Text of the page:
Newspeak is Yale’s newest jazz ensemble. The five undergraduates, Alexander Dubovoy ’16, Hans Bilger ’16, Eli Brown ’17, Harvey Xia ’16 and Emma Akrawi ’14, released their first album, “Machinery of the Night,” in November. The grammy-winning recording engineer Jack Renner produced the album, which has a unique, shifting style. This is not your grandfather’s jazz music. WKND sat down with Dubovoy, Newspeak’s leader and pianist, to discuss the ensemble and their upcoming concert.
Q: Tell me about your band!
A: Newspeak was formed kind of unofficially my freshman year. It was originally a trio but we’ve expanded it now. Last year we added Eli Brown ’17, and we’ve also been playing a lot with a freshman drummer this year. It seems like each year we kind of bring in new collaborations, which is really fun. Initially it was founded because there weren’t a ton of jazz groups on campus. Although we play some standard jazz repertoire, we’ve been working on developing our own sound and have stepped outside of what is traditionally considered jazz.
Q: Do you write your own music?
A: We do. All of us have composed at some point, and I’m hoping to bring in some more of our original compositions. We also just released our album, “Machinery of Night,” which is available on Bandcamp (newspeakjazz.bandcamp.com). There are some originals on that; “Safe Haven” is by Eli Brown. Even if it’s not original composition, we do a lot of arrangements and make what we play our own.
Q: How does it work when you add new people to the group?
A: The jazz scene isn’t as formal as something you would have to audition for. There are a lot of jam sessions—I also run the Yale Undergraduate Jazz Collective, which is an organization that runs jam sessions, concerts, and the annual jazz festival. That means that I’m at all of these events, so I can hear all of the musicians who are out there. So you meet people and you play with them, and it kind of just makes sense, and you start playing with them more often.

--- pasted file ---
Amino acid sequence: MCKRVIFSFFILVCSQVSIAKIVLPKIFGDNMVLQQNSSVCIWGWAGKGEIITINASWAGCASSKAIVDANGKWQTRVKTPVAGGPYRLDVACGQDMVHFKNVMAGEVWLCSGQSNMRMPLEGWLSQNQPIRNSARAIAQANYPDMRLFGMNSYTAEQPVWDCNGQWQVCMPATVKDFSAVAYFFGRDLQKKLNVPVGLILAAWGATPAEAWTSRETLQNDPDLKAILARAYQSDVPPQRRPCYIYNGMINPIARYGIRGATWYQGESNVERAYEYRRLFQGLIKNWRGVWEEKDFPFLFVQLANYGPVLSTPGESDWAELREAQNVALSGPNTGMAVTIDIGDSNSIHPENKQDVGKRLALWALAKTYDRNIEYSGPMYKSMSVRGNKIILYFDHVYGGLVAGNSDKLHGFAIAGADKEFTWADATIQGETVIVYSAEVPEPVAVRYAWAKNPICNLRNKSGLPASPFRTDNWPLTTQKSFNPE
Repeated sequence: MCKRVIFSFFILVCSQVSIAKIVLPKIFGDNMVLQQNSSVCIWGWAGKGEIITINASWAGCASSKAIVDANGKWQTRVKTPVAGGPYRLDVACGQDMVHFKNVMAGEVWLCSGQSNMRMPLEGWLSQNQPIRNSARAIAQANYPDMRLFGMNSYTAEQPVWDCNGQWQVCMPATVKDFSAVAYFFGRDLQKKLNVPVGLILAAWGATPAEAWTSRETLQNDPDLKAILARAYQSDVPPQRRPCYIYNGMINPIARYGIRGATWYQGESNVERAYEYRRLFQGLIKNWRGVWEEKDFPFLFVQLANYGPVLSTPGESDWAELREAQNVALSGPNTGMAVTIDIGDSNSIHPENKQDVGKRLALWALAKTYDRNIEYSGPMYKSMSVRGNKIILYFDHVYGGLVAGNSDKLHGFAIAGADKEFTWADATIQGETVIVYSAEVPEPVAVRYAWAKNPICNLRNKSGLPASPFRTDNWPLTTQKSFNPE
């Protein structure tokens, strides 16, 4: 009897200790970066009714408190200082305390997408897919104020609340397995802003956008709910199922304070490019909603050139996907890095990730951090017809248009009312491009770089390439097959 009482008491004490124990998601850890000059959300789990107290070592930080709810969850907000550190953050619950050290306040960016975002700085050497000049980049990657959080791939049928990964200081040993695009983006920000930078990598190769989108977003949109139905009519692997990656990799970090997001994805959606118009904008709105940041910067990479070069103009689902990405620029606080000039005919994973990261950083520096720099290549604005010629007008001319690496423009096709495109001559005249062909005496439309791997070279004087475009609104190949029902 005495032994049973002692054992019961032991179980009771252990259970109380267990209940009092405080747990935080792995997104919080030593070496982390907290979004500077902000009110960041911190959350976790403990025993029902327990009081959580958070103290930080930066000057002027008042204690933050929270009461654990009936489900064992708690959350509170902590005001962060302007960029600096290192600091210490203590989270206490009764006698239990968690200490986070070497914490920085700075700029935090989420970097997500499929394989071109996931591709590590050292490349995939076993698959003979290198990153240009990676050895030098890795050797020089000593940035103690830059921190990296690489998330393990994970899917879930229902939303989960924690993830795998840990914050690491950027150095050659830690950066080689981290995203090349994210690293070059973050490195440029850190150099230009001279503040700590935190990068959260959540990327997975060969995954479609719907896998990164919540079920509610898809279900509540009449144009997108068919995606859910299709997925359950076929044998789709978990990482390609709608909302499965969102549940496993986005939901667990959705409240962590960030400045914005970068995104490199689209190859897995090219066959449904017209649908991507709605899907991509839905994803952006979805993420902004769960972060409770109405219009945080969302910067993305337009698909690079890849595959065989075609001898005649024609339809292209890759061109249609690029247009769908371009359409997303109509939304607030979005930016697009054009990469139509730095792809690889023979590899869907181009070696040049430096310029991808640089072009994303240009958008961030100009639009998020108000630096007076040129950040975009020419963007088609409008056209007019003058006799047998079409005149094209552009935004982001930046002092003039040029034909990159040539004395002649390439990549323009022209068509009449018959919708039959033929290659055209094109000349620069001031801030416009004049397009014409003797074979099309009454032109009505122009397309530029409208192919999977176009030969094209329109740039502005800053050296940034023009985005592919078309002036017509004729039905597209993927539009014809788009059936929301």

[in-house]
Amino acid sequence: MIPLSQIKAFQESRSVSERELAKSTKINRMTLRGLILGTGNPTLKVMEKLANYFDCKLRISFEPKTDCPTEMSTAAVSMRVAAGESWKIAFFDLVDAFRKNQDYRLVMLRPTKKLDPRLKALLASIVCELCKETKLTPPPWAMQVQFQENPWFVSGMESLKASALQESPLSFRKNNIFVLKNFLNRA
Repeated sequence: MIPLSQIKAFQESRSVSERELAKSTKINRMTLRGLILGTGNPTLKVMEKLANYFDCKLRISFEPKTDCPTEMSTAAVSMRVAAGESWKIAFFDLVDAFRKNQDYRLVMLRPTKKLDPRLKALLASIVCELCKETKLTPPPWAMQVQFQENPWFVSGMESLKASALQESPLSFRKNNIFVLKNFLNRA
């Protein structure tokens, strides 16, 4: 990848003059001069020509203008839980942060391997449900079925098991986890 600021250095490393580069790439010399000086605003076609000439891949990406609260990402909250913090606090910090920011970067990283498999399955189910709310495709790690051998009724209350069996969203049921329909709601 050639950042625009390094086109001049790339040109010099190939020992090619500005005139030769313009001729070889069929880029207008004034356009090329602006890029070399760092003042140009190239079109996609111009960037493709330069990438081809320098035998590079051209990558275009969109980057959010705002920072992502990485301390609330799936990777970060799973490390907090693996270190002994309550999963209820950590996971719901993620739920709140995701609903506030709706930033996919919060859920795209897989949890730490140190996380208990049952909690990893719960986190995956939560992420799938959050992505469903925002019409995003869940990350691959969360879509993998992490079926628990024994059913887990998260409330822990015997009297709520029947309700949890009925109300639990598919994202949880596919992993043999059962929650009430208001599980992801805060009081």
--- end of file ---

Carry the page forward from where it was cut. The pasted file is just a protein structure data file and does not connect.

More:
Q: What’s one of your favorite shows you’ve had?
A: Well one of my favorites will hopefully be the one we’re playing on Friday. But besides that, last year we played at the Yale Art Gallery as part of the Jazz Lives jazz photography exhibition that was going on there. We got to play surrounded by photographs from the history of music. Just interacting with that history through the artwork was really incredible.
Q: What instrument do you play?
A: I play piano. On the album, it’s me on piano, Eli on trumpet, Hans on bass, and Harvey on sax. We’ve also added Griffin Brown on drums for some of our recent concerts, who’s the freshman I was talking about. Actually, one of the things we were thinking about last year was “should we have a drummer?” Not having one became a distinct part of our style. I think we all learned how to play with each other in a more sensitive way. The rhythm is contingent upon everyone; you all have to be keeping time and paying attention to what you’re doing. So it’s been good to have that experience, and have a drummer this year—we don’t rely on him to keep time, just to bring interaction into the music.
Q: Let’s talk about your show!
A: It’s at the Ninth Note, which is a local jazz club at 56 Orange Street. It just opened up over the summer. They get people from New York every once in a while, but have really done a lot to foster the local scene. There’s actually a really great jazz scene in New Haven, which I think a lot of people don’t realize. There’s now two jazz clubs a walking distance from campus. I think the Ninth Note has really brought that whole scene together. The have open jazz sessions on Thursday. It’s been one of our goals to play at a jazz club in the area for a while, and this is the first time. They’re not charging a cover charge for this performance, because the Ninth Note wants Yalies to get out there and also to play. It starts at 9.